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Ansible playbook for MONARC deployement

This playbook is used to deploy the whole MONARC architecture in accordance to the figure below.

MONARC architecture

Ansible roles

There are three main roles, described below.


Common tasks for the front office and the back office.




Frontoffice. Can be multiple installation per client to balance to the load.

extra roles

role-apache2 and role-certbot are extra generic utility roles


  • Python 3 on all servers;
  • Ansible must be installed on the configuration server;
  • PyMySQL on the BO and the FO; installed through role monarcco
  • Postfix on the BO and all FO servers (for the password recovery feature of MONARC).

Python 3 should be the default on the system. For example:

$ python --version
Python 3.10.0

These roles have been tested with Ansible 2.9.6 - as shipped by default with Ubuntu 20.04; you can use the packaged version or another more recent version (from pip, poetry, virtualenv, ...)

Get the playbook for MONARC and install Ansible on the configuration server:

$ git clone
$ cd ansible-ubuntu/

Poetry is not mandatory but convenient to manage the dependencies. Installation is described here.

$ poetry install
$ poetry shell



  • create a user named ansible on each server:
    • sudo adduser ansible
  • generate a SSH key for the user ansible on the configuration server:
    • ssh-keygen -t rsa -C ""
  • from the configuration server:
    • ssh-copy-id ansible@BO
    • ssh-copy-id ansible@FO
    • ssh-copy-id ansible@RPX

At that point you can check that it is possible to connect from the configuration server to the other servers without having to enter a password.

Unix groups

  • add the user ansible in the sudo group:
    • sudo usermod -aG sudo ansible
  • give the permission to ansible to use sudo without password:
    • add ansible ALL=(ALL:ALL) NOPASSWD:ALL in the file /etc/sudoers with visudo


  • create a configuration file, inventory/hosts with your own configuration:

# comment if you don't need a proxy
# docker config for statsservice
docker_config_proxy="{{ http_proxy }}"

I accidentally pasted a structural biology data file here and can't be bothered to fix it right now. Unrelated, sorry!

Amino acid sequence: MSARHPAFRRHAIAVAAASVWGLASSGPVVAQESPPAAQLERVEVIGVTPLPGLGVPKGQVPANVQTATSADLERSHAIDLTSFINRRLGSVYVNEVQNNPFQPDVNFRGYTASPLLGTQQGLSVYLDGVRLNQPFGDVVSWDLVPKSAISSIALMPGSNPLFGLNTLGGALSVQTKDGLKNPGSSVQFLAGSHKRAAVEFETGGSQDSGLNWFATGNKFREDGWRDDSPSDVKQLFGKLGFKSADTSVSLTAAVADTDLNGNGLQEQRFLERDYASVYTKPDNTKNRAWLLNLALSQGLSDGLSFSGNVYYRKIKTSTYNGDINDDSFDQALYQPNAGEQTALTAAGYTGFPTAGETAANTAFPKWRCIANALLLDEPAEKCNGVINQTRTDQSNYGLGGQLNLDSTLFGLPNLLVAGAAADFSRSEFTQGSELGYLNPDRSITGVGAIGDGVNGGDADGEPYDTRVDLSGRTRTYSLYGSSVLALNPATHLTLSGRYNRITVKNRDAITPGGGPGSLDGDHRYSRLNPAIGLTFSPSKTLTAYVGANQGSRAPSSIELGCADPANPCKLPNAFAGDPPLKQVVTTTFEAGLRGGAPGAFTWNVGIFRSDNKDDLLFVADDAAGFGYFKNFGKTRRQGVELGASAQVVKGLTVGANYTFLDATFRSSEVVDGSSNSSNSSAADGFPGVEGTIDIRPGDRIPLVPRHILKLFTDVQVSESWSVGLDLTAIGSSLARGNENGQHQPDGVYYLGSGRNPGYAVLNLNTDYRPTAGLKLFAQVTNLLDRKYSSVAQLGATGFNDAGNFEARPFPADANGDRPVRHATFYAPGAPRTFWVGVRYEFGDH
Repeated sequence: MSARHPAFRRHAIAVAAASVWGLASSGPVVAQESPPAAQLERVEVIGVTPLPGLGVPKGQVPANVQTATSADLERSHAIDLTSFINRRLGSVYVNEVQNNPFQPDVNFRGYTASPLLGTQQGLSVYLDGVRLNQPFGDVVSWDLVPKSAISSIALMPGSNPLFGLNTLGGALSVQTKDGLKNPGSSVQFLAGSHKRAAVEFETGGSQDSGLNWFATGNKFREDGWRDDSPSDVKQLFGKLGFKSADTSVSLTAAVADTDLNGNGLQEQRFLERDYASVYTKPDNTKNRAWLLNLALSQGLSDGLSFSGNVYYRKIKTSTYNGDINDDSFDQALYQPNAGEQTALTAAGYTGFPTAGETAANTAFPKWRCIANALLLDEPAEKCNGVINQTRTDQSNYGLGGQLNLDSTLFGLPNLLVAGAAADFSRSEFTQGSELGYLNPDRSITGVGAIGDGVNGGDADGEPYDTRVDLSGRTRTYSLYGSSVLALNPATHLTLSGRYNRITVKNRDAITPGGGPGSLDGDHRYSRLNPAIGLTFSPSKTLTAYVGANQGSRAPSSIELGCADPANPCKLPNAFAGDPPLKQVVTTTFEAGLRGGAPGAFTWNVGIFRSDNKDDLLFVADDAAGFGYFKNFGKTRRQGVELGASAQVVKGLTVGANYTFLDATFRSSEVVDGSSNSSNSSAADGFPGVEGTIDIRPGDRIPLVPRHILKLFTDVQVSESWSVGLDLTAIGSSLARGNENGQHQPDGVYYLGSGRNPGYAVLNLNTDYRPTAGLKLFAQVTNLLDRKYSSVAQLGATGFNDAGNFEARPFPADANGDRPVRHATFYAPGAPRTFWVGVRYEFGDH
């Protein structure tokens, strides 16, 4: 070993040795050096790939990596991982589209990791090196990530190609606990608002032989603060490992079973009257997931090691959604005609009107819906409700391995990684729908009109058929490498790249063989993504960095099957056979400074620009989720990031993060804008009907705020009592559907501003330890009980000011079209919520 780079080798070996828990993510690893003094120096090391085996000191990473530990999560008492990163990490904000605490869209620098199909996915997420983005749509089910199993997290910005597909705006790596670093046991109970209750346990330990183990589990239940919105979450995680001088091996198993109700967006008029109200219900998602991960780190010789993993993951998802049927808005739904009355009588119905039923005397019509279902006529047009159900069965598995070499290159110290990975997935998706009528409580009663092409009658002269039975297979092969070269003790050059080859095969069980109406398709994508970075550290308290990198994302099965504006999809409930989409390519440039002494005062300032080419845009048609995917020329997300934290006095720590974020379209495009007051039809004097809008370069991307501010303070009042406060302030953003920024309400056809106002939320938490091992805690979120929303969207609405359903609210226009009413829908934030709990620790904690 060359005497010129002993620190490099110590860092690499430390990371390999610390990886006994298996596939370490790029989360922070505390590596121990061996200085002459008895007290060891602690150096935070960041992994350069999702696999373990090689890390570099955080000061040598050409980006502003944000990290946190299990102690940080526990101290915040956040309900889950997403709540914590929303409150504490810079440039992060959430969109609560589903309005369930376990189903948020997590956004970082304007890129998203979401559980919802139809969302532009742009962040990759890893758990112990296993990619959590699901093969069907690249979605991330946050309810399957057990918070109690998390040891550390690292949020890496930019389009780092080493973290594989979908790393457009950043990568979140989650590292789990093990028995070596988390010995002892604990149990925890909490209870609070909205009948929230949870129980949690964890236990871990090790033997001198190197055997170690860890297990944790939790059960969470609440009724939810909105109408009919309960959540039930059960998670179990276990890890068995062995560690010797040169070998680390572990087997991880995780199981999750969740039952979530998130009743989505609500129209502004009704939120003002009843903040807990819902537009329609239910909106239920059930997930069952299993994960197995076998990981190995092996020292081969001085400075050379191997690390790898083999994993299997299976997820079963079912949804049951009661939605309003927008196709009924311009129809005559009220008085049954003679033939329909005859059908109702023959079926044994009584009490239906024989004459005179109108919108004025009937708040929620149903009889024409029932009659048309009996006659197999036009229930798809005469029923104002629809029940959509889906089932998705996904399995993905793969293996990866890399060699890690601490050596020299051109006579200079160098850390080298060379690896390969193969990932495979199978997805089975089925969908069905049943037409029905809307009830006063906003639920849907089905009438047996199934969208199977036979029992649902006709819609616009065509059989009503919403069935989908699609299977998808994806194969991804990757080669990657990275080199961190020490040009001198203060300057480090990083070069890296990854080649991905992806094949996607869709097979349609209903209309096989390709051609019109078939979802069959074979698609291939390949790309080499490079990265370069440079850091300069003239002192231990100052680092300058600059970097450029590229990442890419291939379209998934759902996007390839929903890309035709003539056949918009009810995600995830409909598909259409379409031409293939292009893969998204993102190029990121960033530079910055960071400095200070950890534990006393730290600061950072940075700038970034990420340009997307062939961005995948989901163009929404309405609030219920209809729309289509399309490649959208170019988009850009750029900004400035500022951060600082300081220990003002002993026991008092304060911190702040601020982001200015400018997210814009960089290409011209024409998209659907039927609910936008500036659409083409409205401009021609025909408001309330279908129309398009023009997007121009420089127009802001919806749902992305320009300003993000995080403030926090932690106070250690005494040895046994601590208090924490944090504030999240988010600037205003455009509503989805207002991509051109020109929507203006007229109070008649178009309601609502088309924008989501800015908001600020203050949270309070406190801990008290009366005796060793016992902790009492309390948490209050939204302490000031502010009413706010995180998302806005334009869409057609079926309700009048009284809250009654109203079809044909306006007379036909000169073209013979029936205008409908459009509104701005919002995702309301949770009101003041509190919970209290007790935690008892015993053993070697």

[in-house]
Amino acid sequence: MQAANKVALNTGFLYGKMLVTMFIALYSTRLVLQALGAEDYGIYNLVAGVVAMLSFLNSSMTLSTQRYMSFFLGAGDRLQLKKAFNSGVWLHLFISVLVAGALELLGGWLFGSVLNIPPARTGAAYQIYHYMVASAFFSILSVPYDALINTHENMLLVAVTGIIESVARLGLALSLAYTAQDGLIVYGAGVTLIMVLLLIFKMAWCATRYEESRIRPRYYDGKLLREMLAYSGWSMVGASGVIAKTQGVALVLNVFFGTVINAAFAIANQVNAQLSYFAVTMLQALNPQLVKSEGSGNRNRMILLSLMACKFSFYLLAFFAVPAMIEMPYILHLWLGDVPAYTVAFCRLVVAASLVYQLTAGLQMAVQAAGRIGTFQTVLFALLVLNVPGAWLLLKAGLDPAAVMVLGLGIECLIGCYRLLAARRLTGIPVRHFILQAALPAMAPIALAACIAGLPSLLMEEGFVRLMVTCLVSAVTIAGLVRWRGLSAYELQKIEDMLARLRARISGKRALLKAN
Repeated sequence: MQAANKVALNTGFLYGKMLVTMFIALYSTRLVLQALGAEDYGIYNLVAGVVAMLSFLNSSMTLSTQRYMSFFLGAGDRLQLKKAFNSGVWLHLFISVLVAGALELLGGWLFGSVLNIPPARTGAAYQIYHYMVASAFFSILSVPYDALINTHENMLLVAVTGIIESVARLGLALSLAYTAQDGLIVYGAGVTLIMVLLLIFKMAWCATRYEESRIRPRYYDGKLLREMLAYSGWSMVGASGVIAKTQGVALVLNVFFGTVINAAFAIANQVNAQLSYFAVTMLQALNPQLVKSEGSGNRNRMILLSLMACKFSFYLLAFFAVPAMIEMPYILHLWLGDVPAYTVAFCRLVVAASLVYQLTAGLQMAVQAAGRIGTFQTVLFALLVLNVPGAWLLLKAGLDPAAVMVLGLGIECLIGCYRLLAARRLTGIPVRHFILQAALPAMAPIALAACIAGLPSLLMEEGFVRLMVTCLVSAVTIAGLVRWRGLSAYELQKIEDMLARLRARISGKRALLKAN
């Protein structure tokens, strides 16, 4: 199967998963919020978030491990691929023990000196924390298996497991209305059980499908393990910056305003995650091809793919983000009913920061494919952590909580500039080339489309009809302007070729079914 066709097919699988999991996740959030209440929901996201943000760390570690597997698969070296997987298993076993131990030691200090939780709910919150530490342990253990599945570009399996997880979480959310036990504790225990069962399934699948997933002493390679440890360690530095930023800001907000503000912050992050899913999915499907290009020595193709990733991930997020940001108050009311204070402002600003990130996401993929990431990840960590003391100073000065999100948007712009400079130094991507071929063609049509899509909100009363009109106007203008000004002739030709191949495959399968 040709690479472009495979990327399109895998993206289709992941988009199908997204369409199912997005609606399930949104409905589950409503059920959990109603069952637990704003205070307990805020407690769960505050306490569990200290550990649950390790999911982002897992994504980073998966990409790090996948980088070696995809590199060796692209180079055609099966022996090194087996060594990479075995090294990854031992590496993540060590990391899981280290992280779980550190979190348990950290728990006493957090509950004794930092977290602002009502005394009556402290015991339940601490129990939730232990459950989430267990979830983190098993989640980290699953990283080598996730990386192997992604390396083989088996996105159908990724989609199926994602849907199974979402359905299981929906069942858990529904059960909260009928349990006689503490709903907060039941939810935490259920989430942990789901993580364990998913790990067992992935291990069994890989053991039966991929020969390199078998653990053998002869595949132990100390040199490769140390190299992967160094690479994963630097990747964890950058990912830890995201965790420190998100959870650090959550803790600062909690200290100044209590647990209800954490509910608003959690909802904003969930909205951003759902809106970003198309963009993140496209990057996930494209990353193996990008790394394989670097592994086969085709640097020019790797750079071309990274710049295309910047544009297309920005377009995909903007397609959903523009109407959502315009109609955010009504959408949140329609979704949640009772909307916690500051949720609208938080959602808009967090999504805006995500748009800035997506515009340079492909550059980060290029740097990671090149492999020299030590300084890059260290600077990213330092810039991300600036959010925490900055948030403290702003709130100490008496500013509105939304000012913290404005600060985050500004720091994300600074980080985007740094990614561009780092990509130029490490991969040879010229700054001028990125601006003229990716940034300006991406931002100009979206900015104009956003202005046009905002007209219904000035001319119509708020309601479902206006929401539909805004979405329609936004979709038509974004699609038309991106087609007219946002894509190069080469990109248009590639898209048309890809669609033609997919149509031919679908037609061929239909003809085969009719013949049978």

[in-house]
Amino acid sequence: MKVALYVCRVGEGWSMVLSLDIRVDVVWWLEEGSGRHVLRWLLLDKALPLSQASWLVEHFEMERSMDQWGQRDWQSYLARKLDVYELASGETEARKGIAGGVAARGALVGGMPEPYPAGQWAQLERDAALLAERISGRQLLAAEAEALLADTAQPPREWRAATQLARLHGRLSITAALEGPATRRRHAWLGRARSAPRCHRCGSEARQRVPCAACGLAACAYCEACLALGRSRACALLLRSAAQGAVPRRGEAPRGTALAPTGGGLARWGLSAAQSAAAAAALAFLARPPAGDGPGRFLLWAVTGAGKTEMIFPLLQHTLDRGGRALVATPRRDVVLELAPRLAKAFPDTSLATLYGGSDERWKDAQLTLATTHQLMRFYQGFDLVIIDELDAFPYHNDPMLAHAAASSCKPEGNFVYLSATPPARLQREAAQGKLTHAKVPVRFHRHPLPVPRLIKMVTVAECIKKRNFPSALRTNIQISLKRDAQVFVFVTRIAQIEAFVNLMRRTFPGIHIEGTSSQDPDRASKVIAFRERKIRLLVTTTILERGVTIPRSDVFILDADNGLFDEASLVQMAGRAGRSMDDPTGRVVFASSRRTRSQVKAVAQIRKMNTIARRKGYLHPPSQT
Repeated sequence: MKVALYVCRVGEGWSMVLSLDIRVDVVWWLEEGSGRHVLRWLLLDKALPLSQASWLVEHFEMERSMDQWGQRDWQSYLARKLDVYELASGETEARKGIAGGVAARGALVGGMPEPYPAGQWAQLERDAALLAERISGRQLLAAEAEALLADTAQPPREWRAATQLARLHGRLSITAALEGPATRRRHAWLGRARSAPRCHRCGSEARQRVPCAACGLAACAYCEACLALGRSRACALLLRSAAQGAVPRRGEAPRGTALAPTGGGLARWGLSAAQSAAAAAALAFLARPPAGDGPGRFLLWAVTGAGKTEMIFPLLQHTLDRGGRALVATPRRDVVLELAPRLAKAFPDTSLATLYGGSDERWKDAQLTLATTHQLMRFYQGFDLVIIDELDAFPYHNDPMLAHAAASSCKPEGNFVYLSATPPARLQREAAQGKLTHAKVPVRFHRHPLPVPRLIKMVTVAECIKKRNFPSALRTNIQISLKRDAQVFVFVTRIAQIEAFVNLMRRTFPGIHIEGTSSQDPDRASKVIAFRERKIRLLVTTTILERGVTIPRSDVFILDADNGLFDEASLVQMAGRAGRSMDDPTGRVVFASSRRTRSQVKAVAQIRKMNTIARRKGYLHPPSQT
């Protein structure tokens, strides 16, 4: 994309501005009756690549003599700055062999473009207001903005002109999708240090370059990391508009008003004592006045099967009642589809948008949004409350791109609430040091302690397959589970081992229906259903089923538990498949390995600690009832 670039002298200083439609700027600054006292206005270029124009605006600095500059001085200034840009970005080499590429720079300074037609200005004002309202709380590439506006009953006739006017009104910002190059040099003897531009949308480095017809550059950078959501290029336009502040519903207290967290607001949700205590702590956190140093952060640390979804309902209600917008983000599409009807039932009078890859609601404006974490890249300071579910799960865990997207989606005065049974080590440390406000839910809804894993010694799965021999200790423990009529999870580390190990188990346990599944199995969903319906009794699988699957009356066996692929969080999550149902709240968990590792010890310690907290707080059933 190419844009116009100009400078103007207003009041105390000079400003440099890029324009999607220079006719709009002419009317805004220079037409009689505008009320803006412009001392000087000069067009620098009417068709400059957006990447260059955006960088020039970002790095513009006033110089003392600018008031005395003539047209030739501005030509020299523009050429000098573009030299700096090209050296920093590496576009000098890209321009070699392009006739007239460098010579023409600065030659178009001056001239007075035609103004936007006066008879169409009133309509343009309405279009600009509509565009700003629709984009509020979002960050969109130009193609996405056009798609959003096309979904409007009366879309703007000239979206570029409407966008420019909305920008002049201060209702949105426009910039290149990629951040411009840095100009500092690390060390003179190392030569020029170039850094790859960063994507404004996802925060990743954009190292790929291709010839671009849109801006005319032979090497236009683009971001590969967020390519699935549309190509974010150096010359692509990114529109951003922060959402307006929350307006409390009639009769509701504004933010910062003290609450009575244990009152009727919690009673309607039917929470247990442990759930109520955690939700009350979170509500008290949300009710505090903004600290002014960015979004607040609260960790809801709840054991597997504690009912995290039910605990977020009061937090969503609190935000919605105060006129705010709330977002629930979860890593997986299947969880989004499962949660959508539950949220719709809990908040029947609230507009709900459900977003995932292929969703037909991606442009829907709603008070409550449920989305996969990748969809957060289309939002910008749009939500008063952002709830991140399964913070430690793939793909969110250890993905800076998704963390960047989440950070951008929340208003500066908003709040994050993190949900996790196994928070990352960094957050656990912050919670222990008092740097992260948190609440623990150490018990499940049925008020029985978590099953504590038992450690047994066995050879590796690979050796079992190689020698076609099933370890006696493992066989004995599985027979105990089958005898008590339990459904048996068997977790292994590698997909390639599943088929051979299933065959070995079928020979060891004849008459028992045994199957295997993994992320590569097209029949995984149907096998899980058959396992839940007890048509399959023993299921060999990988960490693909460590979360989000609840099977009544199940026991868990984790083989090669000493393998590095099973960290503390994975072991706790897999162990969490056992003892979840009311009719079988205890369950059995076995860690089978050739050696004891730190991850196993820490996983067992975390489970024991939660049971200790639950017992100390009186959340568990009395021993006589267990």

monarc_statsservice_url="https://{{ publicHost }}/dashboard"


emailFrom="no-reply@{{ publicHost }}"

# front office systems

# master / back office
[master] monarc_sql_password="<secret>"

# public facing reverse proxy


A good test for connectivity and Ansible configuration would be to call ansible -m ping; you should get an answer from all the FrontOffice servers, the BackOffice and reverse proxy (rpx).

In the section [dev], should be resolved by the internal DNS. It is the internal name of the FrontOffice server. Same for the other servers. If you can not change the internal DNS, it is possible to handle this thanks to the file /etc/hosts of the system.

The variable monarc_sql_password is the password for the SQL database on the BackOffice. Ansible will use it in order to create a new SQL user on the back office with the corresponding databases.

Finally, launch Ansible from the playbook directory:

ansible@CFG:~/ansible-ubuntu/playbook$ ansible-playbook --diff monarc.yml

Ansible will install and configure the back office, the front office(s) and the reverse proxy. Consequently the configuration server should be able to contact these servers through SSH. For more details on how to execute Ansible read the next section.


Updating the inventory of Ansible

Adding/removing a client to/from the Ansible inventory can be done with the script via cron as the user ansible.

ansible@CFG:~$ crontal -l